Composite materials in the superyacht industry

Most of the hulls built in the marine industry today are created, in some part or form, with the use of marine ‘composites’; a combination of materials in which each part keeps some of its original traits.

Main Branagh Marine

Glass fibre

Glass fibre in its early form was originally discovered as a composite in the 1930s when researchers at Owens, Illinois Glass tried to spin glass into fibres to replace mineral wool for insulation and filters. Almost accidentally, they revolutionised boat building, and now, more than 90% of all boats are built from composites that started with their invention of fibreglass.

This glass fibre is remarkably similar to today’s silica-based fibreglass, which is strong and resistant to scratching and contamination by chemicals. These flexible fibres are remarkably easy to work with.

E-glass or S-Glass

Silica-based fibreglass comes in two forms; E-glass or S-glass.

E-glass is the workhorse of the contemporary boat building against which all others are measured. It delivers reasonable strength at a relatively low cost. S-glass is however, stronger, lighter and scratches less, but costs three to four times more than E-glass.

Aramid

Arriving on the boat building scene in the last 30 years, aramid (along with carbon fibre) has changed the way in which boats and luxury superyachts are built. Aramid stands for ‘aromatic polyamide’.

Kevlar, Technora, Twaron, Heracon

Kevlar is the best-known aramid material. It is the trademarked fibre that DuPont (the company that created polyester resin in the 1940s) originally developed for tyres. Technora, Twaron and Heracon are other branded aramids.

aramid

Aramids offer twice the tensile strength of E-glass. It is lightweight, weave-able, resistant to puncture, impact and fatigue. However, they do absorb water and don’t withstand compression as well as glass fibres. This is why they are commonly used with other fibres.

Carbon fibre

As the most expensive of reinforcing fibres, carbon fibre is lightweight and stiff – roughly six times stiffer than E-glass. It therefore doesn’t corrode like aluminium or stainless steel, making it perfect for mast or rudderstock components, or entire boats.

Carbon fibre is however tricky to work with. It needs to be engineered carefully to account for its lack of stretch, providing little warning before it fails suddenly and catastrophically.

Why use carbon fibre?

According to Luke Hendy from Branagh Marine Composites, superyacht owners and project managers are increasingly requesting carbon fibre as the material of choice for a range of cosmetic and structural yacht equipment.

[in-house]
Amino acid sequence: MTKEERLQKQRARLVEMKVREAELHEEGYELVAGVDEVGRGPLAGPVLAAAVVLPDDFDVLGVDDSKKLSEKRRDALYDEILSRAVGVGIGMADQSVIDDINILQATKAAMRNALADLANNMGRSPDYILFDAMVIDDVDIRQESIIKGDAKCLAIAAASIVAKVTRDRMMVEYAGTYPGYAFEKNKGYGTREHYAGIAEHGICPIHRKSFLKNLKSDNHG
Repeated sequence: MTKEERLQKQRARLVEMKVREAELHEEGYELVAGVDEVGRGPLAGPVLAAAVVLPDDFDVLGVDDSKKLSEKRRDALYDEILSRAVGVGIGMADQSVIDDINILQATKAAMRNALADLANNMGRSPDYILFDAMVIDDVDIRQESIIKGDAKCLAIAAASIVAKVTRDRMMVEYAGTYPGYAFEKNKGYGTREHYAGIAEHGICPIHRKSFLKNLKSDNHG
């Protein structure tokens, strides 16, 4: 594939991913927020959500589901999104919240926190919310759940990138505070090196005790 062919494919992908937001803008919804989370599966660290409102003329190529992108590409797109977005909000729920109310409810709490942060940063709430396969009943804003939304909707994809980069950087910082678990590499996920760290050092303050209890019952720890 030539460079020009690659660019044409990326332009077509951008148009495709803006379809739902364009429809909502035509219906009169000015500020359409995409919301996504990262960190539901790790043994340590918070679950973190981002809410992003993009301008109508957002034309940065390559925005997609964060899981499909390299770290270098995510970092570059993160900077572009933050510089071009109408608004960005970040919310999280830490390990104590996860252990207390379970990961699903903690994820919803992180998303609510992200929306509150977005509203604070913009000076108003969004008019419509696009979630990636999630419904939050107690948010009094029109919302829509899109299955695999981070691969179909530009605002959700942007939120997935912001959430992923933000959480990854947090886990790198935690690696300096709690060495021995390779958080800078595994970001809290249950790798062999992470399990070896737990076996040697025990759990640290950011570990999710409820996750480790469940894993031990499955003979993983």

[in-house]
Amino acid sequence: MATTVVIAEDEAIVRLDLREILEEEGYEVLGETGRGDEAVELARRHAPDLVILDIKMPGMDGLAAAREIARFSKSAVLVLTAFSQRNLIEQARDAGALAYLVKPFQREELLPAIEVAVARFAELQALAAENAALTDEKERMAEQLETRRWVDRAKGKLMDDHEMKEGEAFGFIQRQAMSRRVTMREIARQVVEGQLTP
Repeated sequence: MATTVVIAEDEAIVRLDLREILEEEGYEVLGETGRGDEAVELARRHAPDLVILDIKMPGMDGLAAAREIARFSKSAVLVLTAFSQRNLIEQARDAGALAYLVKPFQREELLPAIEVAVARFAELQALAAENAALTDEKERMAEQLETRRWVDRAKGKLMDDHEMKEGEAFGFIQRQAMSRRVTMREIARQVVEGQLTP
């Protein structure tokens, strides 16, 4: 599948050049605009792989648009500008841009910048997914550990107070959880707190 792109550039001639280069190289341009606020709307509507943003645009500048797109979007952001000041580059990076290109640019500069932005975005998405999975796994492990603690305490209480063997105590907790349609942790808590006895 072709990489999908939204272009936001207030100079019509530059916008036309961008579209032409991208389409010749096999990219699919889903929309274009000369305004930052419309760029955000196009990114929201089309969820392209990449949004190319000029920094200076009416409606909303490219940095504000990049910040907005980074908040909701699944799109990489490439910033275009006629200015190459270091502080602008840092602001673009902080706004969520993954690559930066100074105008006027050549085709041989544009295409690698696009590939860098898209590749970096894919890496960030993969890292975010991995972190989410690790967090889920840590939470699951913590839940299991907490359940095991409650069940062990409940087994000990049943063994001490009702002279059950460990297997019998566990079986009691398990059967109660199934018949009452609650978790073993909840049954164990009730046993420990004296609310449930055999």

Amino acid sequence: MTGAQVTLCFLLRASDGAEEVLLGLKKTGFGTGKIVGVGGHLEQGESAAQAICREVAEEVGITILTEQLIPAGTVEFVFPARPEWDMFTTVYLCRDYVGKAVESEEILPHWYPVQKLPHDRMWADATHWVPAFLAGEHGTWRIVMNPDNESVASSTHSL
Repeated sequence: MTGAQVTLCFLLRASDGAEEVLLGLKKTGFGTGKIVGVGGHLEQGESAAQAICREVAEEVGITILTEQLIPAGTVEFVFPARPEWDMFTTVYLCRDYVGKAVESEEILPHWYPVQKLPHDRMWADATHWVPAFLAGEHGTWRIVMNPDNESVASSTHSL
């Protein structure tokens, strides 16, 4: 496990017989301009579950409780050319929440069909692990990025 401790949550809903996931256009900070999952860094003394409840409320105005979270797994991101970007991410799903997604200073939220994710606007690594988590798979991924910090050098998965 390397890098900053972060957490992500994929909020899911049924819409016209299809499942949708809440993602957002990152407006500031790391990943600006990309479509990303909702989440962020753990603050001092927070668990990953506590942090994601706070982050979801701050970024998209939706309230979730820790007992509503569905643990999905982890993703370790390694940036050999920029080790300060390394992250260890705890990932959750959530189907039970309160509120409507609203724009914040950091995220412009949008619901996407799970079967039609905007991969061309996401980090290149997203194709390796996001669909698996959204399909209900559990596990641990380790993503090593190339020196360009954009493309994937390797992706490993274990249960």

The unique qualities of carbon fibre include:

  • Strength
  • Durability
  • Thermal stability
  • Improved moisture stability
  • Low weight and low mass

Carbonfibre is 70% lighter than steel, 40% lighter than aluminium and 35% lighter than magnesium alloy. It has excellent strength-to-weight ratio and optimal energy absorption properties for safety solutions and design flexibility.

core foam

In addition, carbonfibre yacht equipment has a unique aesthetic quality, which showcases the ultimate in high-end technology.

Core foam ‘sandwiching’

As a way to reduce cost and added weight in boat building, composite designers determined early on that ‘sandwiching’ a low-density, lightweight core material, such as foam, honeycomb or balsa wood, between thin face sheets of composite can dramatically increase a laminate’s thickness and stiffness, while requiring a lesser supporting structure.

This core composite service is a great way to distribute loads and stresses on the structure of a superyacht or vessel, preventing wrinkling and buckling during impact or stresses.

Open-moulding versus closed moulding composite technique

Luke Hendy from Branagh Marine Composites explained some of the jargon around composite services, and commented on the different types of core moulding techniques used in the industry.

He said, “There is a slow transition from open moulding techniques, such as hand lay-up and spray-up, which utilise more manual labour and consume more time, to a slew of closed moulding techniques such as resin transfer moulding (RTM), vacuum assisted RTM (VARTM), RTM Light, vacuum resin infusion moulding (VRIM), vacuum infusion processing (VIP), closed cavity bag moulding (CCBM) and the Seeman composites resin infusion moulding process (SCRIMP).

“These closed moulding processes offer more flexibility in terms of part size, complexity and faster production rates, (due to automation and less manual labour) resulting in a higher quality part and minimal void content.”


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